These statements may seem to suggest that Carson is aware of the need for social support for struggling Americans, and that his only caveat is that such support be racially-neutral. This would be mistaken, however, since Carson also supports cutting most government social programs and human services and relying instead on private charity to fill in the gaps that would be created. His statement that “extra consideration” should be given based not on race, but on “the circumstances of one’s life” must be seen as being an expression of his opposition to government-funded social programs in general rather than an indication that he would favor means-tested programs to replace programs designed to counter racial disparities.

What Does the Republican Party Stand for in Relation to African Americans?

Carson’s political party, the Republicans, was founded in the middle of 19th century. One of its strongest passions, at that time, was to abolish slavery, which was based on the ideology of White supremacy and exploitation of cheap labor. During most of that century people who were involved in movements for labor rights and an end to racial oppression tended to support the Republican Party, but that changed by the middle of the 20th century, when their competitors, the Democrats, began to support legislation to end racial discrimination and promote the right of workers to organize.

At that time many Democrats were White Southerners who were deeply committed to White supremacy. As Northern liberals in the Democratic Party began to win victories in changing the party’s official position on racial equality, those who supported White supremacy migrated to the Republican Party and the Republicans, hungry for more voters, gladly took them in.

In 1964 the Republicans nominated Barry Goldwater, a candidate who opposed the 1964 Civil Rights Act, which ended racial segregation in public accommodations, to become president of the United States. Goldwater lost in a landslide, but the Goldwater campaign sent a clear message to both Black Americans and White supremacists about where the Republicans were headed.

In 1968 the Republicans stepped up their attempts to attract White voters in both the North and the South who opposed racial desegregation of schools, employment and neighborhoods. This trend continued, and expanded to include fear and hostility toward undocumented non-White immigrants during the 1990s, and Muslims in the 21st century. As a result, the single most notable characteristic of the Republican Party today is its lack of racial and religious diversity. A study conducted by Gallup Polling service, in 2013, verified by other studies on political affiliation in America, illustrates the situation clearly:

89% of the Republican Party is composed of non-Hispanic Whites, 6% of Republicans are Hispanics, and only 2% of Republicans are Non-Hispanic Blacks.

The Democrats are far more inclusive, in contrast, with 60% of Democrats being Non-Hispanic Whites, 22% of Democrats are Non-Hispanic Blacks and 13% of Democrats are Hispanics. Moreover, in the past few presidential elections the Republican Party lost every single minority category, including Blacks, Hispanics, Muslims, Asians, and Jews. Ben Carson’s political party has increasingly become insular and self-segregated over the years. This is happening as the United States is becoming more and more diverse. Some see in this a pattern of reaction within the Republican Party against the changing demographics of America. Carson, as a racial conservative, provides the party with cover on positions that might otherwise be seen as being “racist”.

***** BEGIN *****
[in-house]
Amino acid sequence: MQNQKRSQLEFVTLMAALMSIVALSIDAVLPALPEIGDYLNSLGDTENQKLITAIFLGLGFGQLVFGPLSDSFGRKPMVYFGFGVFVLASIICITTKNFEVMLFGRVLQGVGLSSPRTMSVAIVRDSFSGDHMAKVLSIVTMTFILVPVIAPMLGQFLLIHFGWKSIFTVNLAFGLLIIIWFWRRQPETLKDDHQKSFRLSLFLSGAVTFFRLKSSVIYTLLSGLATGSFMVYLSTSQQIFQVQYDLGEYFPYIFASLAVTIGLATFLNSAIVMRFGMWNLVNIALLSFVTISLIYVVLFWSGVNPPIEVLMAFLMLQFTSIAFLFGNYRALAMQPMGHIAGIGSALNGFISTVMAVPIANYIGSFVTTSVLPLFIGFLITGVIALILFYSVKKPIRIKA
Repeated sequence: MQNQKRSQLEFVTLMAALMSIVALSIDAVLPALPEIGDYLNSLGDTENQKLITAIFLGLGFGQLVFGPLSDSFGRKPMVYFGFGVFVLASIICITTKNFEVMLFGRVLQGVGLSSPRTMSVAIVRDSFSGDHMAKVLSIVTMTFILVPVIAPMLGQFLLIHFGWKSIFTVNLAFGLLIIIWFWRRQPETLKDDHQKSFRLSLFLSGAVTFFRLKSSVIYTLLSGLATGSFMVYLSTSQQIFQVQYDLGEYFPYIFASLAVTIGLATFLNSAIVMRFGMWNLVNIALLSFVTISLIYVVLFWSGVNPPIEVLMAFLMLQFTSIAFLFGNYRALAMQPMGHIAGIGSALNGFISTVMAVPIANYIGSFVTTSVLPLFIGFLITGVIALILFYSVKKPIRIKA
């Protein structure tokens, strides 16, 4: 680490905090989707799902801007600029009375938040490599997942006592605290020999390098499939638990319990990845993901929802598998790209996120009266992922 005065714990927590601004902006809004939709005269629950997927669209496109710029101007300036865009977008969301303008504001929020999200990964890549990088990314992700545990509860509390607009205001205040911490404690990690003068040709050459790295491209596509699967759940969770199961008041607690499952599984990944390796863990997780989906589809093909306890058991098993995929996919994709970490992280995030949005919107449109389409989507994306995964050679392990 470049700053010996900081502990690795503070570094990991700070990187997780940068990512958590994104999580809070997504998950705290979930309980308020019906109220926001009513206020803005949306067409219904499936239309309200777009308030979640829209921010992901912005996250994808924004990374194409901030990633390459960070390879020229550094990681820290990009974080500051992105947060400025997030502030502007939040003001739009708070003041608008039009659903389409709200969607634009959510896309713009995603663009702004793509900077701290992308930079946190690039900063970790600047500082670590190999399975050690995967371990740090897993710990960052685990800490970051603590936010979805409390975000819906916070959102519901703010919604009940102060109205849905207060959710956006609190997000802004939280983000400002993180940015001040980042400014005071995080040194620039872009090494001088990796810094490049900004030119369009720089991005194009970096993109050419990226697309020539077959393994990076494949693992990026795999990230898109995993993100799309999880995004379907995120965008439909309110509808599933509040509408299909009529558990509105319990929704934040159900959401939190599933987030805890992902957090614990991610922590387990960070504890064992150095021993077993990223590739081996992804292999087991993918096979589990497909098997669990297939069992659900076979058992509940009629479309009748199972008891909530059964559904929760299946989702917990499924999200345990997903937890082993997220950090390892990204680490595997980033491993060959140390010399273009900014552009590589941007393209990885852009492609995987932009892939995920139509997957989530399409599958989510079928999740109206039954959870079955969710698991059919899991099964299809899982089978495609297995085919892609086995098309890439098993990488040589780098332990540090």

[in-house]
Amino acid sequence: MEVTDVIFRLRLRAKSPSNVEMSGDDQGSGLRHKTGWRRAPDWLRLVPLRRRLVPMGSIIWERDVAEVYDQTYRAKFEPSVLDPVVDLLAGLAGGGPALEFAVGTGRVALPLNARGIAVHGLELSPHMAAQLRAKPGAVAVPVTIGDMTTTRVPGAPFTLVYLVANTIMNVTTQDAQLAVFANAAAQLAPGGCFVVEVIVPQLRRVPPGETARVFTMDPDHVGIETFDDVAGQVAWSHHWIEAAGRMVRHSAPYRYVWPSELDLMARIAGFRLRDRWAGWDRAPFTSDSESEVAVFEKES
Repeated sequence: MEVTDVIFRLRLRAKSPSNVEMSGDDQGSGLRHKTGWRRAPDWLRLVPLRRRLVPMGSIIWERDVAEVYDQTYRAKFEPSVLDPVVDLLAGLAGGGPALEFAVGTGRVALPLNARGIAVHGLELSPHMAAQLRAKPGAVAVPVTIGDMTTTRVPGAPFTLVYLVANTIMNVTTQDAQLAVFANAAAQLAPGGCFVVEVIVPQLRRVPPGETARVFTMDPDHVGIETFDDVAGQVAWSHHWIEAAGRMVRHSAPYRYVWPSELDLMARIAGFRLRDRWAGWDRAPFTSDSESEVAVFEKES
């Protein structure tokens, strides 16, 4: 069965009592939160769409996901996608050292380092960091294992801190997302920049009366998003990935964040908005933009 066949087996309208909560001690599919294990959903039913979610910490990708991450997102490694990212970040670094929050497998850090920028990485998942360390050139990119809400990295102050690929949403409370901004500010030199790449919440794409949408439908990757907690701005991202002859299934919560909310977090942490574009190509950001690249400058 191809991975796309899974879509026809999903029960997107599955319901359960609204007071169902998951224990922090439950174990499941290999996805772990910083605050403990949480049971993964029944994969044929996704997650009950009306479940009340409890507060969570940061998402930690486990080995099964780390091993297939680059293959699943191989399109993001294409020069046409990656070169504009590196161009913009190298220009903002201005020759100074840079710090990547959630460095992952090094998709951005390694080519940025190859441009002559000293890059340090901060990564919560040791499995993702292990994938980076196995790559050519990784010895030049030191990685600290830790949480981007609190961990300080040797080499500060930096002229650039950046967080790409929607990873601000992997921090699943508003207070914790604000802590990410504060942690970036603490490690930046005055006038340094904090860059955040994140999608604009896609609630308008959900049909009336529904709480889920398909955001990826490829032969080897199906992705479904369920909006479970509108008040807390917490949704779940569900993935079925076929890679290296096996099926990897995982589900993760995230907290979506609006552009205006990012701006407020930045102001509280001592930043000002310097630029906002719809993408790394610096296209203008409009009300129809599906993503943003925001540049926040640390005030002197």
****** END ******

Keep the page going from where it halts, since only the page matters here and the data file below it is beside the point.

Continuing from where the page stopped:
What Does Carson Mean for Africans, African Americans and the Diaspora?

It is impossible to know, at this point, how the Carson campaign will play out in the months ahead, but it is highly unlikely that the campaign will garner much support from African Americans unless it more directly addresses concerns facing Black American communities. The success of the Carson campaign, so far, has been based on making Americans feel good about themselves and their belief that their country is a land of opportunity, regardless of one’s race or economic class. Even when Carson talks about global issues all roads lead back to individual behavior according to him.

In terms of Africa and the Diaspora, Carson lacks foreign policy experience — or any experience whatsoever related to governing. His references to Africa, in public statements, have mostly been consistent with the narrative of his campaign that Americans should feel good about the progress the country has made toward racial equality and economic prosperity for even the poorest members of the workforce.

In America the Beautiful, Carson wrote, “Growing up I heard many complaints from those around me about poverty, but visiting such places as India, Egypt and Africa has provided me with a perspective on what poverty really is … many of those living in poverty in this country would be considered quite wealthy by poor people in other countries.”

He added, “Here in the United States there is not a caste system to determine one’s social status, so there are many opportunities for people to escape poverty without resorting to a life of crime. You are much more likely in this nation to be judged by your knowledge and the way you express yourself than you are by your pedigree.”

There is nothing unusual about an American politician who makes the American people feel good about themselves; that’s largely how elections are won. Carson’s problem with African Americans, however, may arise from the realization that his feel-good image and rhetoric is being used to reinforce the complacency of those who believe that there are no longer significant institutional and systemic racial hurdles in the United States that need to be tackled, and re-enforces the stereotype that problems facing Black Americans are due, almost entirely, to matters of individual behavior.

It is unclear whether or not he has any sense at all of what policies the United States should have that might affect Africans who are concerned about creating more opportunities for trade and nation-building, or about the growing militarization of the African continent.